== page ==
The Kenya Forest Service (KFS) cannot account for millions of shillings spent without documentation, even as it overshot its budget by nearly Sh500 million, an audit report has revealed.
Auditor-General Edward Ouko says the integrity of the KFS’s financial statements is questionable given wide-ranging irregularities such as unauthorised sharing of bank accounts by top officials, unsupported payments and manipulation of numbers through the information technology (IT) system.
Mr Ouko says the KFS incurred an over-expenditure of Sh473.6 million in the financial year to June 2016, contrary to Section 12 of the State Corporations Act.
“In consequence, the service did not operate within its approved budget,” Mr Ouko says in the report, which exposes widespread shoddy accounting practices at the State agency. The KFS was established under an Act of Parliament “to provide for the development and sustainable management, including conservation and rational utilisation, of all forest resources for the socioeconomic development of the country and for connected purposes.”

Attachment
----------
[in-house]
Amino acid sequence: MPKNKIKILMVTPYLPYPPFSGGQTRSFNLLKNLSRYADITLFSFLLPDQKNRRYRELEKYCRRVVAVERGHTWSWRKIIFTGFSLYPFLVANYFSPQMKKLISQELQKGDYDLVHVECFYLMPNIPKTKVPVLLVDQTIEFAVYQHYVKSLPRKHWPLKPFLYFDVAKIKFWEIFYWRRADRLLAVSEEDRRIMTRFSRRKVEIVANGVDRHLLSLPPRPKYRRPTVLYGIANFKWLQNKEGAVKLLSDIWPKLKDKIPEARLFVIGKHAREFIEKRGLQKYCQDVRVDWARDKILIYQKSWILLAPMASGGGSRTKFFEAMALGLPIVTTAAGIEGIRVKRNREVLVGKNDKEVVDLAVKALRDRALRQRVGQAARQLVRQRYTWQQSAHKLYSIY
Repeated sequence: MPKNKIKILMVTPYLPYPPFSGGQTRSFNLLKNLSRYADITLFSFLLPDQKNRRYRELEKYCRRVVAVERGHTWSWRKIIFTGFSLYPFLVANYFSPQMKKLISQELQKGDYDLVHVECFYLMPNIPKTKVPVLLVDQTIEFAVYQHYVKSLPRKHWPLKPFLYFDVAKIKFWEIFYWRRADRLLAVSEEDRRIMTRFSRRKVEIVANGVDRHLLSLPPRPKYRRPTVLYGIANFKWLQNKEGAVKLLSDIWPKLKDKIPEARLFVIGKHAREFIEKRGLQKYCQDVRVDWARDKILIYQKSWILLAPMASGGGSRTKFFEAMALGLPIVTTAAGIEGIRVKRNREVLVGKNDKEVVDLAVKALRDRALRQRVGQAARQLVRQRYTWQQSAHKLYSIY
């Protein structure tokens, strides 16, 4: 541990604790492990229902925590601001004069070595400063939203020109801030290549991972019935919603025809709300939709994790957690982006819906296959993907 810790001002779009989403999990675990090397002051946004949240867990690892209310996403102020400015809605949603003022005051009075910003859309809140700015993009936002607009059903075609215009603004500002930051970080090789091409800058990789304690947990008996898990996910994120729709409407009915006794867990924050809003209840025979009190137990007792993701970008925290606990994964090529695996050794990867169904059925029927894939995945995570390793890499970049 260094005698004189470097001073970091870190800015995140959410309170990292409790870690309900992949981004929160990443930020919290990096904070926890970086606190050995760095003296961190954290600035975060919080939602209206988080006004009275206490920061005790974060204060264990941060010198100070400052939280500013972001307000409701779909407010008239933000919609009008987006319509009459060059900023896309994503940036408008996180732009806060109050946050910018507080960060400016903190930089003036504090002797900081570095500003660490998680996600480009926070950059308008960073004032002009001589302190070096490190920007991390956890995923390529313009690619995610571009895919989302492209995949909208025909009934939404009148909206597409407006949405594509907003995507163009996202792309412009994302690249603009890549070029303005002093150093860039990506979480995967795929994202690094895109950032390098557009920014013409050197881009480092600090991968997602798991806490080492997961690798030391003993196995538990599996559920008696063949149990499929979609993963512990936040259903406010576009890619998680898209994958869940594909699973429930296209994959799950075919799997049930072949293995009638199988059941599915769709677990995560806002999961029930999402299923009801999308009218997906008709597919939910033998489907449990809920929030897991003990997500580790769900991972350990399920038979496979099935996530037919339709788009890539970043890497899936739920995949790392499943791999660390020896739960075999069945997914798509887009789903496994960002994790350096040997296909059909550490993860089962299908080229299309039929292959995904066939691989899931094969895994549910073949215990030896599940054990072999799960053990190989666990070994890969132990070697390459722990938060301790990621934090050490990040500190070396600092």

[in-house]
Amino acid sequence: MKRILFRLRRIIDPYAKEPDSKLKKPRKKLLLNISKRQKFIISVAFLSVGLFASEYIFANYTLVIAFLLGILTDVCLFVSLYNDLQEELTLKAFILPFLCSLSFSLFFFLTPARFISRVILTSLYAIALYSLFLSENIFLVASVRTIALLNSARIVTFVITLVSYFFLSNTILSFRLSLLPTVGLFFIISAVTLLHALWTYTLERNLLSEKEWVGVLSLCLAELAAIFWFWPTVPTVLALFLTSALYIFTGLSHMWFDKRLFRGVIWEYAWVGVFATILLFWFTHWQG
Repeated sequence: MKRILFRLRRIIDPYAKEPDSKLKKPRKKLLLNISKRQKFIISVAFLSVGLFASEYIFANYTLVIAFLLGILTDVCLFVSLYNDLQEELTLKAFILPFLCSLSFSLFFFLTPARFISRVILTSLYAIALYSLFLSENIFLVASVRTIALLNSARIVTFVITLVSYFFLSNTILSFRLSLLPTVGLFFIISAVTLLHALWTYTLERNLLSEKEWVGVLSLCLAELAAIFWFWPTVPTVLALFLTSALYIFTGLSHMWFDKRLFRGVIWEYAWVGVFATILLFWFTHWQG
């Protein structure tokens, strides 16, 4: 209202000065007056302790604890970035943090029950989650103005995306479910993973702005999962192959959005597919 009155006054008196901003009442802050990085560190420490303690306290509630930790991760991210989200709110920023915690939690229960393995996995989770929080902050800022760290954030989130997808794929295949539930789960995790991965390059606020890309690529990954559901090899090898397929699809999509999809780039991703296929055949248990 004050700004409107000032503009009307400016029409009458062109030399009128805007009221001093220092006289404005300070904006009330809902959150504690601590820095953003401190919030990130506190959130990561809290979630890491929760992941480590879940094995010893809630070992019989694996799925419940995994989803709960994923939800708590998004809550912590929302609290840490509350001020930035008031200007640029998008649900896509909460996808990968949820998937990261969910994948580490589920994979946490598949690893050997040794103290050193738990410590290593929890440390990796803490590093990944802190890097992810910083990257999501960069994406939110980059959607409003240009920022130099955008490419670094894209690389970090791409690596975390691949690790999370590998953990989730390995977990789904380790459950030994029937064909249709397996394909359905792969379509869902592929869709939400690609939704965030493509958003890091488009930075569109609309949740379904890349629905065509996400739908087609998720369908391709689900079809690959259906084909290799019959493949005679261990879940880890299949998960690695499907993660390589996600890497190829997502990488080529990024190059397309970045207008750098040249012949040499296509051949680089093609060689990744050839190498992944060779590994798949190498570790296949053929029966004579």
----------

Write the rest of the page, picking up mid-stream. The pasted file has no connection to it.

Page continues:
The auditor further says the KFS did not make available supporting documents for payments amounting to Sh49.1 million on various expenditure items during the audit.
“Under the circumstances, the validity and propriety of the expenditure of Sh49,123,423 at June 30, 2016 cannot be ascertained,” he says.
Mr Ouko also questions the legality, validity and propriety of Sh2.6 million that the KFS paid casual labourers in the absence of documents to confirm that reconciliation of the expenditures and authorisation was done in accordance with the human resource procedures and regulations of the State agency. “…No evidence was provided on authority for employment through delegation,” he says in the qualified audit opinion.